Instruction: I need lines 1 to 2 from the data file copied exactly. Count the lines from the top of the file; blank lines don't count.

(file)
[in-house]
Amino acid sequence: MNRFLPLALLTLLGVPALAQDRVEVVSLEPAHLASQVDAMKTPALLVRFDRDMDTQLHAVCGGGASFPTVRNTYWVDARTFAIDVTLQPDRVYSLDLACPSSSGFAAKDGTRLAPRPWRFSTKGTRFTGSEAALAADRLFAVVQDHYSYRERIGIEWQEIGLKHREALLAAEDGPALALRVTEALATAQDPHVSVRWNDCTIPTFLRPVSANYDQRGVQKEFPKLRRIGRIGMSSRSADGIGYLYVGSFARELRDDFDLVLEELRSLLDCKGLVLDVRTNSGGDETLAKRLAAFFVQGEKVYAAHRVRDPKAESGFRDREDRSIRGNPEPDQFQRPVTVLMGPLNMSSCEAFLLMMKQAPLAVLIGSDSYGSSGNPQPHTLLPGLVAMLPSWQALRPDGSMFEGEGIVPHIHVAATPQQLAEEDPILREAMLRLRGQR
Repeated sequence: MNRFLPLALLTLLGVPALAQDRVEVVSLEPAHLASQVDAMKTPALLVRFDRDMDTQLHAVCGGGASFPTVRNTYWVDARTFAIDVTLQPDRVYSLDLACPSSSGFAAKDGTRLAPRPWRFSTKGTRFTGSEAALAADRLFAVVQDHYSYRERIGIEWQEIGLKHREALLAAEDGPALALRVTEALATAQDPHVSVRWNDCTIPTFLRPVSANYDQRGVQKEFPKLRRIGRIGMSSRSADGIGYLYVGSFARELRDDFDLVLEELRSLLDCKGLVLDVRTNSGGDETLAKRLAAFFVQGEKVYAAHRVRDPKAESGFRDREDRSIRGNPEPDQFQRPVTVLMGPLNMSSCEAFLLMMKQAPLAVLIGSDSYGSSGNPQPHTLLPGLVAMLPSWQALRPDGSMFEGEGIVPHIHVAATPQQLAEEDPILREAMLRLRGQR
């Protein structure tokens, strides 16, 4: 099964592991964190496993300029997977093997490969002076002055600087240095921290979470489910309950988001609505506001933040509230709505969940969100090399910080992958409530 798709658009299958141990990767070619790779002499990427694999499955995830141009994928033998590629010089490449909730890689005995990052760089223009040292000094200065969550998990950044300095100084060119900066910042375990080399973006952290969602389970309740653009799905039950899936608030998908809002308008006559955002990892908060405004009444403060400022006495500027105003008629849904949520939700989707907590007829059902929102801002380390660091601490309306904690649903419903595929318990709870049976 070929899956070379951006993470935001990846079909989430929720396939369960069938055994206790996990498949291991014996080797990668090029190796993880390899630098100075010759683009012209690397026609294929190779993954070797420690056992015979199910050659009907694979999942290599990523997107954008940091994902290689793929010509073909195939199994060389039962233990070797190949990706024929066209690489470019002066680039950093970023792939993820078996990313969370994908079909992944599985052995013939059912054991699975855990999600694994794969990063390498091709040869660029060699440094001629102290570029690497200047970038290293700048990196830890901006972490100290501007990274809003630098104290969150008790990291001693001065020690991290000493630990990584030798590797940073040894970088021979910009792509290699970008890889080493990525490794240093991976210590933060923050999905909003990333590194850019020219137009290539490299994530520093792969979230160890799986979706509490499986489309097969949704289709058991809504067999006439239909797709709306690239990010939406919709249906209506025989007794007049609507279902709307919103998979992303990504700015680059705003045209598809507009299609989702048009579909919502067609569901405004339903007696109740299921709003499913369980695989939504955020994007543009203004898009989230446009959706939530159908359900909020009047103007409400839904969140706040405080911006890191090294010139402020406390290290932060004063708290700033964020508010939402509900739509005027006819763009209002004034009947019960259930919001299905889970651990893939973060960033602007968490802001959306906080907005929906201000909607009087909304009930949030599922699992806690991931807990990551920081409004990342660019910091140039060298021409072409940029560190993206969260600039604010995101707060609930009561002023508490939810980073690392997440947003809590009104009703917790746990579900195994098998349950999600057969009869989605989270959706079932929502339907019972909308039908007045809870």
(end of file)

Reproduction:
[in-house]
Amino acid sequence: MNRFLPLALLTLLGVPALAQDRVEVVSLEPAHLASQVDAMKTPALLVRFDRDMDTQLHAVCGGGASFPTVRNTYWVDARTFAIDVTLQPDRVYSLDLACPSSSGFAAKDGTRLAPRPWRFSTKGTRFTGSEAALAADRLFAVVQDHYSYRERIGIEWQEIGLKHREALLAAEDGPALALRVTEALATAQDPHVSVRWNDCTIPTFLRPVSANYDQRGVQKEFPKLRRIGRIGMSSRSADGIGYLYVGSFARELRDDFDLVLEELRSLLDCKGLVLDVRTNSGGDETLAKRLAAFFVQGEKVYAAHRVRDPKAESGFRDREDRSIRGNPEPDQFQRPVTVLMGPLNMSSCEAFLLMMKQAPLAVLIGSDSYGSSGNPQPHTLLPGLVAMLPSWQALRPDGSMFEGEGIVPHIHVAATPQQLAEEDPILREAMLRLRGQR